A Period in Life: Adolescence
by larth1 on October 15, 2013 - 4:58pm
The dictionary definition of adolescence is the transitional period between puberty and adulthood in human development, extending mainly over the teen years and terminating legally when the age of majority is reached; youth. Authors, Cybele Silveira and Tilmann Habermas, go more in depth of what happens in the stage of adolescence, the social structures, and interactions that occur in the stage of adolescence. According to Silveira and Habermas, authors of, Narrative Means to Manage Responsibility in Life Narratives Across Adolescence, they discuss that the stage begins with the preadolescent’s increasing freedom to decide such things as how they look, what their hobbies are, who their friends are, and how and where they spend their time (Wiesner & Silbereisen, 1996). Two other aspects of an adolescent’s life include social cognitive development and turning points. During social cognitive development, strategic thinking develops (Larson & Hansen, 2005) and the understanding of influence of society and the economy towards an individual’s actions begins to progress in the adolescence way of thinking (Furnham & Stacey, 1991). Turning points are a change in views toward an individual adolescent’s life. These changes can be a positive to negative change (Thomsen & Jensen, 2007), negative to positive change s (Young, Friesen, & Borycki, 1994), or even self-defining memories (Singer, 1995) which enables the individual to view their life optimistically, or pessimistically depending on the situation, and recognize possibilities for dealing with the situation at hand. Throughout each of these different aspects of adolescent’s the person becomes more mature, responsible, and aware of what is going on in the world.
The main purpose of the article, Narrative Means to Manage Responsibility in Life Narratives Across Adolescence, is to help allow readers to better understand the development of an adolescent from dependence to adult responsibility and all of the milestones between that lead the adolescent to achieve the adult responsibility. The key question that the author is addressing is how narrative expression of responsibilitychanges in life narratives from late childhood to early adulthood (Silveira & Habermas, 2010). The most important information in this article is that through the stage of adolescent the person gains an adult identity and develops responsibility (Arnett, 1997). The main conclusions in this article is that there is shown to be an increase in social cognitive development and turning points as the person grows from an adolescent to a young adult. The key concepts we need to understand in this article is that there are three developments that contribute to the growth of adolescence. These include the gradual increase in responsibility, the development of the life story, and social-cognitive development (Silveira & Habermas, 2010). The main assumption underlying the author’s thinking is that responsibility is not present in the stage before adolescence (childhood) because children do not have the ability to control their environment in the way that adolescents do. If we take this line of reasoning seriously people may know to teach their children responsibility so that when they are becoming an adolescent they are familiar with being responsible. If we fail to take this line of reasoning seriously, the consequences are that we will believe that we do not have to teach young children responsibility but only teach responsibility when they are considered an adolescent. Additionally, people may think once someone becomes an adolescent they automatically gain the trait of being responsible. However, a person should be taught responsibility from childhood to adulthood so they can display their responsibility as they become more independent when they are growing from a teenager to a young adult. The main point of view presented in this article is that there are major changes and situations that occur in an adolescent’s life to lead them into adulthood.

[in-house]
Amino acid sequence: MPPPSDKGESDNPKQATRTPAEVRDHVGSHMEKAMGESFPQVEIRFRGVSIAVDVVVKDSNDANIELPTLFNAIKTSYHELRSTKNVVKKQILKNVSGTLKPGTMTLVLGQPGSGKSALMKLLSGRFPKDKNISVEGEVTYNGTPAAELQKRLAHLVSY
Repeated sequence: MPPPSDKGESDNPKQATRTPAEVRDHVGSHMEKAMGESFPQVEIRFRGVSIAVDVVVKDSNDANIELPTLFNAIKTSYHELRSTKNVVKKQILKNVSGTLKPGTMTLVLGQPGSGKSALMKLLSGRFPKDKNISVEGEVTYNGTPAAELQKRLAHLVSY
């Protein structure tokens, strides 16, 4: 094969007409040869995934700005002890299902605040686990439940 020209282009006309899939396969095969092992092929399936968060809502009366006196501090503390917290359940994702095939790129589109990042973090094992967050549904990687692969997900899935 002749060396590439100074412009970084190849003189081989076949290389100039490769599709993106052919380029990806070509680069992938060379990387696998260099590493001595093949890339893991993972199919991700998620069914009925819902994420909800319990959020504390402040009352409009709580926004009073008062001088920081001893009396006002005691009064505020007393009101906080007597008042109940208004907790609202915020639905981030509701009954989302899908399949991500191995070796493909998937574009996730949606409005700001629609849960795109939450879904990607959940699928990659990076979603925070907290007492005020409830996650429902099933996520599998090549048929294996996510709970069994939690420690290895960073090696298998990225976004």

De Silveira, C., & Habermas, T. (2011). Narrative Means to Manage Responsibility in Life Narratives Across Adolescence. Journal of Genetic Puschology, 172(1), 1-20.